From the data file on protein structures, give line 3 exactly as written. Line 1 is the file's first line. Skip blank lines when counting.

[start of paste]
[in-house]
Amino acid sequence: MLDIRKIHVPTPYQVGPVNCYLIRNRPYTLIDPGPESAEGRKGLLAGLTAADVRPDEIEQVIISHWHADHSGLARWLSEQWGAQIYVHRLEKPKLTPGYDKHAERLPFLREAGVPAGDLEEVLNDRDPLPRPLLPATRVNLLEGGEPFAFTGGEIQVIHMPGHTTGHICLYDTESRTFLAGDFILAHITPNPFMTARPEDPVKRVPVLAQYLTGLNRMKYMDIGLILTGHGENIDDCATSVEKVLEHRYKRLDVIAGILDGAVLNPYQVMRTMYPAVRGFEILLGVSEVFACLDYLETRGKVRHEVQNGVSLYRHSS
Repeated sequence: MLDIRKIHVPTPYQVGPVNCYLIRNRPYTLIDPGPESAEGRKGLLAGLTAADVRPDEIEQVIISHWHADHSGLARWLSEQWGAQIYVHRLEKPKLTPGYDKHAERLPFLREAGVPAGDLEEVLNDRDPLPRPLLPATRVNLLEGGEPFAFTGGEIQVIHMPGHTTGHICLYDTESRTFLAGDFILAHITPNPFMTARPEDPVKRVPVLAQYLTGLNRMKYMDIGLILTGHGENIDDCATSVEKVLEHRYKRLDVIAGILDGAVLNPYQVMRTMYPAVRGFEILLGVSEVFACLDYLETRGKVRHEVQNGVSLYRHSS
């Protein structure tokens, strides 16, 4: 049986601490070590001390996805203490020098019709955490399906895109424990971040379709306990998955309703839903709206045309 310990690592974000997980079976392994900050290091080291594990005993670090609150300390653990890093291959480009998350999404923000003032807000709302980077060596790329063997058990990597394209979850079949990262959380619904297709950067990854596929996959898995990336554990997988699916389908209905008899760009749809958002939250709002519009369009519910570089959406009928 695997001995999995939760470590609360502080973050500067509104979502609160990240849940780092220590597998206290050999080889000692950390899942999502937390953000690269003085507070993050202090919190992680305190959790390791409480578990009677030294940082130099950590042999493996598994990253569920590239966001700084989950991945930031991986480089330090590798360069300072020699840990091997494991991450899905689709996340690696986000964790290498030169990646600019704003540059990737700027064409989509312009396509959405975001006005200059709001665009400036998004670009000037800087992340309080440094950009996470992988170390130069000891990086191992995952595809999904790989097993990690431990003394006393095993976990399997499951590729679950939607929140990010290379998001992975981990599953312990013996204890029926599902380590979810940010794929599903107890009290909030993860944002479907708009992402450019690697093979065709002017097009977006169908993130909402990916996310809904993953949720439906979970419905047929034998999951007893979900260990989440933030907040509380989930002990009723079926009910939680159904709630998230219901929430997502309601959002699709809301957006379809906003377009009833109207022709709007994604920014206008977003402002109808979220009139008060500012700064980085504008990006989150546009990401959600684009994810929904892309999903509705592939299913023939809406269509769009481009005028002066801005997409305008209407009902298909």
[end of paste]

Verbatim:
Repeated sequence: MLDIRKIHVPTPYQVGPVNCYLIRNRPYTLIDPGPESAEGRKGLLAGLTAADVRPDEIEQVIISHWHADHSGLARWLSEQWGAQIYVHRLEKPKLTPGYDKHAERLPFLREAGVPAGDLEEVLNDRDPLPRPLLPATRVNLLEGGEPFAFTGGEIQVIHMPGHTTGHICLYDTESRTFLAGDFILAHITPNPFMTARPEDPVKRVPVLAQYLTGLNRMKYMDIGLILTGHGENIDDCATSVEKVLEHRYKRLDVIAGILDGAVLNPYQVMRTMYPAVRGFEILLGVSEVFACLDYLETRGKVRHEVQNGVSLYRHSS